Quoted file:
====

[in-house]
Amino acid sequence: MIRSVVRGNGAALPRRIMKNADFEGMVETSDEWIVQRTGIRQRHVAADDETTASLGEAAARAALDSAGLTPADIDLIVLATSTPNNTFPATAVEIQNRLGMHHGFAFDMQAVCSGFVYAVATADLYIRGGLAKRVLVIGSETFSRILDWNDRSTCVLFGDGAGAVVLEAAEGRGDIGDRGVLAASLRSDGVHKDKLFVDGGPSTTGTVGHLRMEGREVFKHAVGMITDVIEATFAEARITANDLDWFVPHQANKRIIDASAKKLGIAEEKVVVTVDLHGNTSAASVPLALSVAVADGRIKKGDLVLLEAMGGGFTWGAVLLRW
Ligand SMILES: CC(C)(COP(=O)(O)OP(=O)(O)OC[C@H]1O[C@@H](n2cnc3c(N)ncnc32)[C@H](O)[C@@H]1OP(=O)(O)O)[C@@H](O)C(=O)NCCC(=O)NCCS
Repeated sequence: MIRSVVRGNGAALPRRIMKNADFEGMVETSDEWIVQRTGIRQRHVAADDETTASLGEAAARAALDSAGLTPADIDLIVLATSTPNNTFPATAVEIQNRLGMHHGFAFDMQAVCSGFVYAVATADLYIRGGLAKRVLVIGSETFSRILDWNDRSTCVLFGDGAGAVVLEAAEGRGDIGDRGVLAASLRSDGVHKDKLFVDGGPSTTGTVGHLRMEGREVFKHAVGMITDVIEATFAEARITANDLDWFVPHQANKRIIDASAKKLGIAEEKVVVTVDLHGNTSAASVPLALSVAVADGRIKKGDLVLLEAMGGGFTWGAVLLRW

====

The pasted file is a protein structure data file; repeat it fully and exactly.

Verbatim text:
[in-house]
Amino acid sequence: MIRSVVRGNGAALPRRIMKNADFEGMVETSDEWIVQRTGIRQRHVAADDETTASLGEAAARAALDSAGLTPADIDLIVLATSTPNNTFPATAVEIQNRLGMHHGFAFDMQAVCSGFVYAVATADLYIRGGLAKRVLVIGSETFSRILDWNDRSTCVLFGDGAGAVVLEAAEGRGDIGDRGVLAASLRSDGVHKDKLFVDGGPSTTGTVGHLRMEGREVFKHAVGMITDVIEATFAEARITANDLDWFVPHQANKRIIDASAKKLGIAEEKVVVTVDLHGNTSAASVPLALSVAVADGRIKKGDLVLLEAMGGGFTWGAVLLRW
Ligand SMILES: CC(C)(COP(=O)(O)OP(=O)(O)OC[C@H]1O[C@@H](n2cnc3c(N)ncnc32)[C@H](O)[C@@H]1OP(=O)(O)O)[C@@H](O)C(=O)NCCC(=O)NCCS
Repeated sequence: MIRSVVRGNGAALPRRIMKNADFEGMVETSDEWIVQRTGIRQRHVAADDETTASLGEAAARAALDSAGLTPADIDLIVLATSTPNNTFPATAVEIQNRLGMHHGFAFDMQAVCSGFVYAVATADLYIRGGLAKRVLVIGSETFSRILDWNDRSTCVLFGDGAGAVVLEAAEGRGDIGDRGVLAASLRSDGVHKDKLFVDGGPSTTGTVGHLRMEGREVFKHAVGMITDVIEATFAEARITANDLDWFVPHQANKRIIDASAKKLGIAEEKVVVTVDLHGNTSAASVPLALSVAVADGRIKKGDLVLLEAMGGGFTWGAVLLRW